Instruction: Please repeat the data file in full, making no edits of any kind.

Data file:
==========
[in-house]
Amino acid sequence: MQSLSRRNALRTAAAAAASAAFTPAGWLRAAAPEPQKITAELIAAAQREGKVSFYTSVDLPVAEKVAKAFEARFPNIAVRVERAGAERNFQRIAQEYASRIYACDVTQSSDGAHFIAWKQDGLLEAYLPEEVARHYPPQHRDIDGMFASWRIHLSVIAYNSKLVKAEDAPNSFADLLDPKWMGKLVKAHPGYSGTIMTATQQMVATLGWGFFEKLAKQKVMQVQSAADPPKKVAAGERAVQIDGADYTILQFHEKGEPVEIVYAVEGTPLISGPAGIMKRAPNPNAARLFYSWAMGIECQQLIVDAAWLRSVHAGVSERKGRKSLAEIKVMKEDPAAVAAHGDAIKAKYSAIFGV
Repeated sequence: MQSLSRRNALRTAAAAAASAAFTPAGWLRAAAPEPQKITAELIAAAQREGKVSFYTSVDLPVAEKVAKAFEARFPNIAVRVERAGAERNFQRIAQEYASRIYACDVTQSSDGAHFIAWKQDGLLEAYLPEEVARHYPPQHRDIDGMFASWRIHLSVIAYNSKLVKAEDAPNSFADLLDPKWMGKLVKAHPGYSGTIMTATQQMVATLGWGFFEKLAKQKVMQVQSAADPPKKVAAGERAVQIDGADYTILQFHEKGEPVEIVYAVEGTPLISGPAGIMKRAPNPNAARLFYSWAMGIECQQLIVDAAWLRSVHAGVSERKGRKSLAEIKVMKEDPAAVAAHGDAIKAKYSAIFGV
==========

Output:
[in-house]
Amino acid sequence: MQSLSRRNALRTAAAAAASAAFTPAGWLRAAAPEPQKITAELIAAAQREGKVSFYTSVDLPVAEKVAKAFEARFPNIAVRVERAGAERNFQRIAQEYASRIYACDVTQSSDGAHFIAWKQDGLLEAYLPEEVARHYPPQHRDIDGMFASWRIHLSVIAYNSKLVKAEDAPNSFADLLDPKWMGKLVKAHPGYSGTIMTATQQMVATLGWGFFEKLAKQKVMQVQSAADPPKKVAAGERAVQIDGADYTILQFHEKGEPVEIVYAVEGTPLISGPAGIMKRAPNPNAARLFYSWAMGIECQQLIVDAAWLRSVHAGVSERKGRKSLAEIKVMKEDPAAVAAHGDAIKAKYSAIFGV
Repeated sequence: MQSLSRRNALRTAAAAAASAAFTPAGWLRAAAPEPQKITAELIAAAQREGKVSFYTSVDLPVAEKVAKAFEARFPNIAVRVERAGAERNFQRIAQEYASRIYACDVTQSSDGAHFIAWKQDGLLEAYLPEEVARHYPPQHRDIDGMFASWRIHLSVIAYNSKLVKAEDAPNSFADLLDPKWMGKLVKAHPGYSGTIMTATQQMVATLGWGFFEKLAKQKVMQVQSAADPPKKVAAGERAVQIDGADYTILQFHEKGEPVEIVYAVEGTPLISGPAGIMKRAPNPNAARLFYSWAMGIECQQLIVDAAWLRSVHAGVSERKGRKSLAEIKVMKEDPAAVAAHGDAIKAKYSAIFGV